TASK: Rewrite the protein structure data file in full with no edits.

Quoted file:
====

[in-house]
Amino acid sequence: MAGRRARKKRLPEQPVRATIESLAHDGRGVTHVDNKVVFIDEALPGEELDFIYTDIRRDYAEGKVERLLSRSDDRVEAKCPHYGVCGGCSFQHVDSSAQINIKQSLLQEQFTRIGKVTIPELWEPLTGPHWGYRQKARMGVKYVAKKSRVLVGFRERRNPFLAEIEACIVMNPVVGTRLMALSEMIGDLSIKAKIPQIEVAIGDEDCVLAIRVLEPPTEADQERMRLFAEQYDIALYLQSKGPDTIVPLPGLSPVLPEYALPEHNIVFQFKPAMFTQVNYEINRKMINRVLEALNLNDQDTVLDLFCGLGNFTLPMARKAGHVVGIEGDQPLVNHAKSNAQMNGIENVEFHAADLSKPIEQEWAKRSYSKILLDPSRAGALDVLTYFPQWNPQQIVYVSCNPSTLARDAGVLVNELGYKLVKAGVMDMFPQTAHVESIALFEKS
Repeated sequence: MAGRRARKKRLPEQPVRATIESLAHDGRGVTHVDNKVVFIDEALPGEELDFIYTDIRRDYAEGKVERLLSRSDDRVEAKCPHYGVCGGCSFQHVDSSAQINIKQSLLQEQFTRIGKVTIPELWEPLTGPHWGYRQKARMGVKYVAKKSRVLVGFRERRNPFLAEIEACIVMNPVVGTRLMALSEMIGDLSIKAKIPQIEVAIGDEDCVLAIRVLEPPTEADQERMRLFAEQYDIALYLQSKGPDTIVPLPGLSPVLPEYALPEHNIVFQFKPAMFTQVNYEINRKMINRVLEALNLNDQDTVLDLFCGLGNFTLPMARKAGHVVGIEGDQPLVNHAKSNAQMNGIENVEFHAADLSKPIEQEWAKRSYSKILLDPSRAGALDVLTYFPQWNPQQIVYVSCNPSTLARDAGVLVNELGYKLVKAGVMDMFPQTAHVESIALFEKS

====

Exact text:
[in-house]
Amino acid sequence: MAGRRARKKRLPEQPVRATIESLAHDGRGVTHVDNKVVFIDEALPGEELDFIYTDIRRDYAEGKVERLLSRSDDRVEAKCPHYGVCGGCSFQHVDSSAQINIKQSLLQEQFTRIGKVTIPELWEPLTGPHWGYRQKARMGVKYVAKKSRVLVGFRERRNPFLAEIEACIVMNPVVGTRLMALSEMIGDLSIKAKIPQIEVAIGDEDCVLAIRVLEPPTEADQERMRLFAEQYDIALYLQSKGPDTIVPLPGLSPVLPEYALPEHNIVFQFKPAMFTQVNYEINRKMINRVLEALNLNDQDTVLDLFCGLGNFTLPMARKAGHVVGIEGDQPLVNHAKSNAQMNGIENVEFHAADLSKPIEQEWAKRSYSKILLDPSRAGALDVLTYFPQWNPQQIVYVSCNPSTLARDAGVLVNELGYKLVKAGVMDMFPQTAHVESIALFEKS
Repeated sequence: MAGRRARKKRLPEQPVRATIESLAHDGRGVTHVDNKVVFIDEALPGEELDFIYTDIRRDYAEGKVERLLSRSDDRVEAKCPHYGVCGGCSFQHVDSSAQINIKQSLLQEQFTRIGKVTIPELWEPLTGPHWGYRQKARMGVKYVAKKSRVLVGFRERRNPFLAEIEACIVMNPVVGTRLMALSEMIGDLSIKAKIPQIEVAIGDEDCVLAIRVLEPPTEADQERMRLFAEQYDIALYLQSKGPDTIVPLPGLSPVLPEYALPEHNIVFQFKPAMFTQVNYEINRKMINRVLEALNLNDQDTVLDLFCGLGNFTLPMARKAGHVVGIEGDQPLVNHAKSNAQMNGIENVEFHAADLSKPIEQEWAKRSYSKILLDPSRAGALDVLTYFPQWNPQQIVYVSCNPSTLARDAGVLVNELGYKLVKAGVMDMFPQTAHVESIALFEKS